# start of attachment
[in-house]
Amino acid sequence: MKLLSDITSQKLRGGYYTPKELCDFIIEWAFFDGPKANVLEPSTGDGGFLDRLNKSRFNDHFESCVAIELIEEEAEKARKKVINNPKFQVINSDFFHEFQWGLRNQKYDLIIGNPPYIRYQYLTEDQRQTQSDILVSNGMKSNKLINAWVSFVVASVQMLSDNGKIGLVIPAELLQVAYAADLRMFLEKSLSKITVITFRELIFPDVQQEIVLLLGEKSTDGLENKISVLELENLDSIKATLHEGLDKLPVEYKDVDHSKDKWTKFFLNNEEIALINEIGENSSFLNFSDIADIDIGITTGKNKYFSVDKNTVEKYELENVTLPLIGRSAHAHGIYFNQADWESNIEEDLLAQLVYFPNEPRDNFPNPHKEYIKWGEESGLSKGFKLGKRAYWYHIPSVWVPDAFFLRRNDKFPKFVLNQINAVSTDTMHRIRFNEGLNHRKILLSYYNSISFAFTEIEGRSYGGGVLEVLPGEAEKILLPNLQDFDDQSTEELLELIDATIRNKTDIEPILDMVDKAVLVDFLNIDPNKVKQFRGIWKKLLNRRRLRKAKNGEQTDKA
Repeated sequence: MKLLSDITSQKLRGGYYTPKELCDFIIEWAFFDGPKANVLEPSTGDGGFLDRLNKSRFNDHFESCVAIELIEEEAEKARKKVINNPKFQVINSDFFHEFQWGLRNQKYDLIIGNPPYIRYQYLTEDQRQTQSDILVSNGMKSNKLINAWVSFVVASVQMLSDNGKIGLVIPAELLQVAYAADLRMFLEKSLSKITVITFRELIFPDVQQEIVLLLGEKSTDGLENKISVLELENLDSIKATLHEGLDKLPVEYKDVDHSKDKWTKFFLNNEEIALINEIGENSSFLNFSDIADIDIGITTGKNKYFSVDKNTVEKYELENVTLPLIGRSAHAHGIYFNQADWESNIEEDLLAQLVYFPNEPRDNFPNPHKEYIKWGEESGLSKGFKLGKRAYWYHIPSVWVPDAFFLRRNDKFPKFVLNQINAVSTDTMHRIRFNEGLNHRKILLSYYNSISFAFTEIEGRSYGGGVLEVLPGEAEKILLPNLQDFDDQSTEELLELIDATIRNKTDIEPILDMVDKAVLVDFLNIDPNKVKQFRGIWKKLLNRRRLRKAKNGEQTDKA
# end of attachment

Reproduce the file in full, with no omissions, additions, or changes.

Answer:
[in-house]
Amino acid sequence: MKLLSDITSQKLRGGYYTPKELCDFIIEWAFFDGPKANVLEPSTGDGGFLDRLNKSRFNDHFESCVAIELIEEEAEKARKKVINNPKFQVINSDFFHEFQWGLRNQKYDLIIGNPPYIRYQYLTEDQRQTQSDILVSNGMKSNKLINAWVSFVVASVQMLSDNGKIGLVIPAELLQVAYAADLRMFLEKSLSKITVITFRELIFPDVQQEIVLLLGEKSTDGLENKISVLELENLDSIKATLHEGLDKLPVEYKDVDHSKDKWTKFFLNNEEIALINEIGENSSFLNFSDIADIDIGITTGKNKYFSVDKNTVEKYELENVTLPLIGRSAHAHGIYFNQADWESNIEEDLLAQLVYFPNEPRDNFPNPHKEYIKWGEESGLSKGFKLGKRAYWYHIPSVWVPDAFFLRRNDKFPKFVLNQINAVSTDTMHRIRFNEGLNHRKILLSYYNSISFAFTEIEGRSYGGGVLEVLPGEAEKILLPNLQDFDDQSTEELLELIDATIRNKTDIEPILDMVDKAVLVDFLNIDPNKVKQFRGIWKKLLNRRRLRKAKNGEQTDKA
Repeated sequence: MKLLSDITSQKLRGGYYTPKELCDFIIEWAFFDGPKANVLEPSTGDGGFLDRLNKSRFNDHFESCVAIELIEEEAEKARKKVINNPKFQVINSDFFHEFQWGLRNQKYDLIIGNPPYIRYQYLTEDQRQTQSDILVSNGMKSNKLINAWVSFVVASVQMLSDNGKIGLVIPAELLQVAYAADLRMFLEKSLSKITVITFRELIFPDVQQEIVLLLGEKSTDGLENKISVLELENLDSIKATLHEGLDKLPVEYKDVDHSKDKWTKFFLNNEEIALINEIGENSSFLNFSDIADIDIGITTGKNKYFSVDKNTVEKYELENVTLPLIGRSAHAHGIYFNQADWESNIEEDLLAQLVYFPNEPRDNFPNPHKEYIKWGEESGLSKGFKLGKRAYWYHIPSVWVPDAFFLRRNDKFPKFVLNQINAVSTDTMHRIRFNEGLNHRKILLSYYNSISFAFTEIEGRSYGGGVLEVLPGEAEKILLPNLQDFDDQSTEELLELIDATIRNKTDIEPILDMVDKAVLVDFLNIDPNKVKQFRGIWKKLLNRRRLRKAKNGEQTDKA